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Lonely church a reminder of once-robust town

By Leslie Linthicum
Journal Staff Writer
          TAIBAN — For the 20 years I've been traveling across New Mexico digging up stories for the Journal, a number of panoramas have come to stand out as my favorites.
        There's the heart-skips-a-beat scene when you're northbound on N.M. 68 heading to Taos and you crest the hill and see the earth split open along the gorge.
        There's the view from Emory Pass, where you can see the Caballo, San Andres and Sacramento mountains march out like blue-tinged soldiers defending our eastern flank.
        Then there's the old white church in Taiban, set on a little rise on the big open plains. Every time I drive by on the way to or from
        the state's east side, it catches my eye and I wonder: How did that white frame church — looking straight out of a Willa Cather landscape — end up here? When's the last time a sermon rang out from its pulpit? And where did Taiban go?
        Susanne Eldridge, who runs the grocery store in Fort Sumner with her brother, and who bought the old church for $800 in 1992, agreed to meet me in Taiban one morning to answer some of my questions.
        "I'll be driving a blue Toyota," I told her when we were setting up the appointment and she laughed out loud and said, "I think I'll be able to spot you." Taiban, with only a handful of buildings still standing and eight current residents, isn't exactly Times Square.
        Sure enough, when Eldridge pulled up, she and I and some mesquite bushes wagging in the wind were the only things moving in Taiban.
        We walked together into the First Presbyterian Church of Taiban, almost exactly 100 years old, and Eldridge looked over the broken out windows, the broken out doors and the pried up floorboards and said, "Oh, my."
        As we looked it over, I thought about why I've loved that old church for so long. Mostly, I suppose, it's because I'm naturally drawn to sad sacks and faded glory. But it's also because the building conjures up a homesteader past that I can only imagine.
        Eldridge says that past was a humdinger. Taiban, named for a nearby creek, was laid out as a town in 1906 as the railroad was being built. It grew up fast, and three years later had a bank and a hotel and shops and the church and a school and about 400 people.
        And it faded almost as fast. Homesteaders were driven away by cycles of drought. Taiban lost its bid to become the county seat and attention turned to Fort Sumner 14 miles down the road. The bank failed in 1929. The railroad eliminated Taiban as a train stop in 1933.
        The population dropped to about 100 and in 1936, the church ended its regular services. Eldridge has a soft spot for the church because it is one of the remaining buildings in Taiban, where both sets of her grandparents settled and where her mother grew up.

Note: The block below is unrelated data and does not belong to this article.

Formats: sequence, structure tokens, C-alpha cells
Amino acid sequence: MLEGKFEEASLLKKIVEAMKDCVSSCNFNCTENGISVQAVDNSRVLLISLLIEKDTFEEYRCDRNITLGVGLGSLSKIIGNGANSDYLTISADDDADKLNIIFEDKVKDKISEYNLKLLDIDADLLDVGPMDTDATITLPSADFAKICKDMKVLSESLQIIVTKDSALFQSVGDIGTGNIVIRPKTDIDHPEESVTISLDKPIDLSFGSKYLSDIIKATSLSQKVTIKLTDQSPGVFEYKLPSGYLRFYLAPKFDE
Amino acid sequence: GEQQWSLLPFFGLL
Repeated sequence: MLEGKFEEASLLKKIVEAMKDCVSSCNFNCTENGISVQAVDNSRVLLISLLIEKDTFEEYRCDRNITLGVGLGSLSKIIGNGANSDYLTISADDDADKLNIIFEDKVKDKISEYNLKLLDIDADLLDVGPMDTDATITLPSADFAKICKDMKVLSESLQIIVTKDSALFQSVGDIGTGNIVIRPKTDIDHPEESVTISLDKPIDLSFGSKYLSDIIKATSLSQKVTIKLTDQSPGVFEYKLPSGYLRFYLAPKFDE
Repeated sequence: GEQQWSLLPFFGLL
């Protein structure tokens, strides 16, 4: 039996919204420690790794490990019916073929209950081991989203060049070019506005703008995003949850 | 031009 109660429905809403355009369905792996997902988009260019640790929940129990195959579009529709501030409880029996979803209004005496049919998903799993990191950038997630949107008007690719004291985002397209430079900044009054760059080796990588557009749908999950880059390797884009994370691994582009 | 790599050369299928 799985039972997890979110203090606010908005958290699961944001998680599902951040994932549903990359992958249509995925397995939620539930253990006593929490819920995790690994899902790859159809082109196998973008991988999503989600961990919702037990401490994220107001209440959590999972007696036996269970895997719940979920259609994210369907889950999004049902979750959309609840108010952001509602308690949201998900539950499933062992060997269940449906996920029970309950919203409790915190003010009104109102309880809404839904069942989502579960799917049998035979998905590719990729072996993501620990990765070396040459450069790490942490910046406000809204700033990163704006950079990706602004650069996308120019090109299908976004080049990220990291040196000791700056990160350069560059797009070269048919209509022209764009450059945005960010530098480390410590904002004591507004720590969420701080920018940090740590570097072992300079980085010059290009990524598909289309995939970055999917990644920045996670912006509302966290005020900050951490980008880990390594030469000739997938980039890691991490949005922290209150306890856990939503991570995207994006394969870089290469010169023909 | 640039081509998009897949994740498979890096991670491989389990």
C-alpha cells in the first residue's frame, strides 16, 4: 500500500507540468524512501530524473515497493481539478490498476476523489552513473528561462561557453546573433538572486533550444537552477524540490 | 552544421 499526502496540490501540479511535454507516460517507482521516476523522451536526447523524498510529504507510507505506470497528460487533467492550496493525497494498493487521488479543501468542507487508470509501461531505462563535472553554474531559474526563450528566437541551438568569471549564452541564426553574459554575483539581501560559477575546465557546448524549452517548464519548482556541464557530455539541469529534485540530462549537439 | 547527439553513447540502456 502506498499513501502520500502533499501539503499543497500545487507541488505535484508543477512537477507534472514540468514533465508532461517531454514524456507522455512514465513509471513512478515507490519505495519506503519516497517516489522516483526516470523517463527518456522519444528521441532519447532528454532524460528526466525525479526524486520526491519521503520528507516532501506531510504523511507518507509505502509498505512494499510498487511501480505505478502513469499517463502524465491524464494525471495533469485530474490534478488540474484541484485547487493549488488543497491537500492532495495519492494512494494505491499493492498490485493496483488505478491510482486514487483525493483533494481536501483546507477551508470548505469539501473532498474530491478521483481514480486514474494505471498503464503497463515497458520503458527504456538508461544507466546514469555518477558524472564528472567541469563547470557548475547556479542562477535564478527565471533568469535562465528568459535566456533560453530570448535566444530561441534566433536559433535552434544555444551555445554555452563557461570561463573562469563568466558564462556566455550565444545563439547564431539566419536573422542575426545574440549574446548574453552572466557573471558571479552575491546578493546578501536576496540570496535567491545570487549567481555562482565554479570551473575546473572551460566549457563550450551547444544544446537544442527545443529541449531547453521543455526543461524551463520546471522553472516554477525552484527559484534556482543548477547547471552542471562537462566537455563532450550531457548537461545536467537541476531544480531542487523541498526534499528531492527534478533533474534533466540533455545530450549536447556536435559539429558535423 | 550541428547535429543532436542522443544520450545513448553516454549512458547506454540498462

Annie Bailey, now 90 and living in Fort Sumner, remembers sitting on the cane-bottomed chairs that served as pews on Sundays and listening to hymns played on the piano.
        And she remembers Taiban's second wind in the 1940s and 1950s when geography conspired to make little Taiban the liquor capital of eastern New Mexico.
        With West Texas and western Oklahoma dry, Taiban happened to be the closest place to buy booze. The town accommodated with four bars and liquor stores.
        "Taiban was really wild," Eldridge says. And to prove it, she goes into the back of her PT Cruiser and gets a black and white photo, circa 1950, of three airplanes parked in the dirt next to the Presbyterian Church.
        "They used to fly in from Texas and Oklahoma to get liquor," she says. "Back then, there were a lot more people and not as many snakes."
        As it happens, architectural historian Diane Williams drove by the Taiban church for years and loved it, too. She looked up Eldridge on one of those trips, secured a research grant from the New Mexico Historic Preservation Division and documented the church and the town in an inch-thick package that will serve as support for preservation grant requests and for a petition for listing on the state Historic Register.
        "It's a favorite building of mine," Williams says. "It's a survivor and it's an important building, I think."
        She has ideas for its possible reinvention: maybe a local museum, a shop or gallery, or a home for an artist.
        Until then, the First Presbyterian Church of Taiban will sit like a winsome reminder of more interesting times on these eastern plains.
        UpFront is a daily front-page opinion column. You can reach Leslie at 823-3914 or llinthicum@abqjournal.com and read all of her columns at www.abqjournal.com/upfront.
       




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